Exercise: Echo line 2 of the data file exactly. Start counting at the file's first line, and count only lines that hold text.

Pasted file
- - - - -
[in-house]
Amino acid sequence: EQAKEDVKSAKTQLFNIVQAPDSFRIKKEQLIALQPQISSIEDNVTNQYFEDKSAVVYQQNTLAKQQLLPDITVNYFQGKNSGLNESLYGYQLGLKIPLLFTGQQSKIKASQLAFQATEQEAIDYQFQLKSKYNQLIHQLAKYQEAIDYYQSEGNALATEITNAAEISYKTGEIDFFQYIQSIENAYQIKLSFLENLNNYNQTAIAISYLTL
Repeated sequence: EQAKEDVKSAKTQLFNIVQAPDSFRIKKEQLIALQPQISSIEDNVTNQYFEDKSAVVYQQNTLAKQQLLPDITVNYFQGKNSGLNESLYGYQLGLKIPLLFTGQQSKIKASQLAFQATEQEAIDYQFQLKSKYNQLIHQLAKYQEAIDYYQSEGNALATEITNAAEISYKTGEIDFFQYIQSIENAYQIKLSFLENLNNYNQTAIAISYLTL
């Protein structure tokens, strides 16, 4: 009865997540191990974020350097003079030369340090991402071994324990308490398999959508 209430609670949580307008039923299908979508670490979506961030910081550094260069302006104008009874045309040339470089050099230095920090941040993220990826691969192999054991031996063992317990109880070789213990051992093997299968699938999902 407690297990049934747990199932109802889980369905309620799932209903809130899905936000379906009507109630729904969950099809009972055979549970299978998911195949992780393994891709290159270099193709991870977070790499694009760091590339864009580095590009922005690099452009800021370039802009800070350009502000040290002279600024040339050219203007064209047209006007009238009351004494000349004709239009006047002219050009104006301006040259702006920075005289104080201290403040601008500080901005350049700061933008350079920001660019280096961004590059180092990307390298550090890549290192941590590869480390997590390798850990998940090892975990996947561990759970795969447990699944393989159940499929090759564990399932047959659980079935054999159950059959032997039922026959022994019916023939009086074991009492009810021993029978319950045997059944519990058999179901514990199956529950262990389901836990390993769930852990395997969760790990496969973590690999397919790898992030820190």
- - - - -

Amino acid sequence: EQAKEDVKSAKTQLFNIVQAPDSFRIKKEQLIALQPQISSIEDNVTNQYFEDKSAVVYQQNTLAKQQLLPDITVNYFQGKNSGLNESLYGYQLGLKIPLLFTGQQSKIKASQLAFQATEQEAIDYQFQLKSKYNQLIHQLAKYQEAIDYYQSEGNALATEITNAAEISYKTGEIDFFQYIQSIENAYQIKLSFLENLNNYNQTAIAISYLTL